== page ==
Text relevance and multiple-source use

Research output: Chapter in Book/Report/Conference proceedingChapter

9 Scopus citations


We access text to help us answer questions, solve problems, and to improve our knowledge and understanding (Graesser and Lehman, 2011). Thus, accessing and reading text is a goal-directed task (Graesser, Singer, and Trabasso, 1994; McCrudden and Schraw, 2007). We may read for an assigned task, such as when a student reads to prepare for a class test or to gather information for an essay (What do starfish eat?). Or, we may read for a self-generated task, such as when we seek information about an impending decision (e.g., how to address a health-related issue or what type of mobile phone is best suited to our needs) or to become informed about a socio-scientific topic (e.g., climate change). What all of these situations have in common is that they involve reading to reduce or eliminate a knowledge gap between what we know currently and what we want to know. When there is a gap between what we know and want to know, some information helps us address this gap better than other information; that is, some information is more relevant than other information for filling this gap.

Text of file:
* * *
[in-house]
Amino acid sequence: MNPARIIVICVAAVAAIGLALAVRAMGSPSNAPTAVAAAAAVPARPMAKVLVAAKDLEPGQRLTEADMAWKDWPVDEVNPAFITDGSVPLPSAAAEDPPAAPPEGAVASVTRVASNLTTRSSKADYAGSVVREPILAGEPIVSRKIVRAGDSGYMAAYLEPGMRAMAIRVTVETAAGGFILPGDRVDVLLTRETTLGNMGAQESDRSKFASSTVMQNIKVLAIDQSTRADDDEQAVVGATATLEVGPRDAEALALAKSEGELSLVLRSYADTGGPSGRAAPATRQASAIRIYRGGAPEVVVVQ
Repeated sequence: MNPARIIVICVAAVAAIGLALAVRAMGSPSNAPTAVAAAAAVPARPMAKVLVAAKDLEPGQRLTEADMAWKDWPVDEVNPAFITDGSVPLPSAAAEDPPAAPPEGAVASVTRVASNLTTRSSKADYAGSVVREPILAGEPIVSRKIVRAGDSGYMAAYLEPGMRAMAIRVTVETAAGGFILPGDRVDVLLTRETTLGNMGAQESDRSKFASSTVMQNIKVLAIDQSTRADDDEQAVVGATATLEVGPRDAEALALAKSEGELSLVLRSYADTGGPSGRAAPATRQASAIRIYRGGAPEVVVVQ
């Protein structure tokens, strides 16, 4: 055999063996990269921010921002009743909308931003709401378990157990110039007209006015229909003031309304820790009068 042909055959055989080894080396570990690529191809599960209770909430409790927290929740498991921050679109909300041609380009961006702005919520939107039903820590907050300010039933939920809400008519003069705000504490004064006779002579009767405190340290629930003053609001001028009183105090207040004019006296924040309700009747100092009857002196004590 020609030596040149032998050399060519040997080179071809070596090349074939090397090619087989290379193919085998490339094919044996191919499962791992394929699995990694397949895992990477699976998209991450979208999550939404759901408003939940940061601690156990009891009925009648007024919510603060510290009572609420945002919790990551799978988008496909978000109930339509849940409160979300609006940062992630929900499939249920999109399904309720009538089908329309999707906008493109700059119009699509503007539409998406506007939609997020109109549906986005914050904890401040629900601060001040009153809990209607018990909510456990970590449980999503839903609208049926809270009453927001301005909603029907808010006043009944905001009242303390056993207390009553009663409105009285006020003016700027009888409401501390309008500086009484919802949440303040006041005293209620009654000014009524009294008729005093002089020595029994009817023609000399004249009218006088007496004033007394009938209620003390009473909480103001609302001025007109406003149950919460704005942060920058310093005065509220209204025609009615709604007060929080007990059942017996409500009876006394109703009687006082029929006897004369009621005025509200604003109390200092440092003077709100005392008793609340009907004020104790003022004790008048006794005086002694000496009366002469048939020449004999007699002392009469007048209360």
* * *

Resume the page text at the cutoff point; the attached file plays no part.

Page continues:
Original languageEnglish (US)
Title of host publicationHandbook of Multiple Source Use
PublisherTaylor and Francis
Number of pages16
ISBN (Electronic)9781317238201
ISBN (Print)9781138646599
StatePublished - Jan 1 2018

All Science Journal Classification (ASJC) codes

  • Social Sciences(all)


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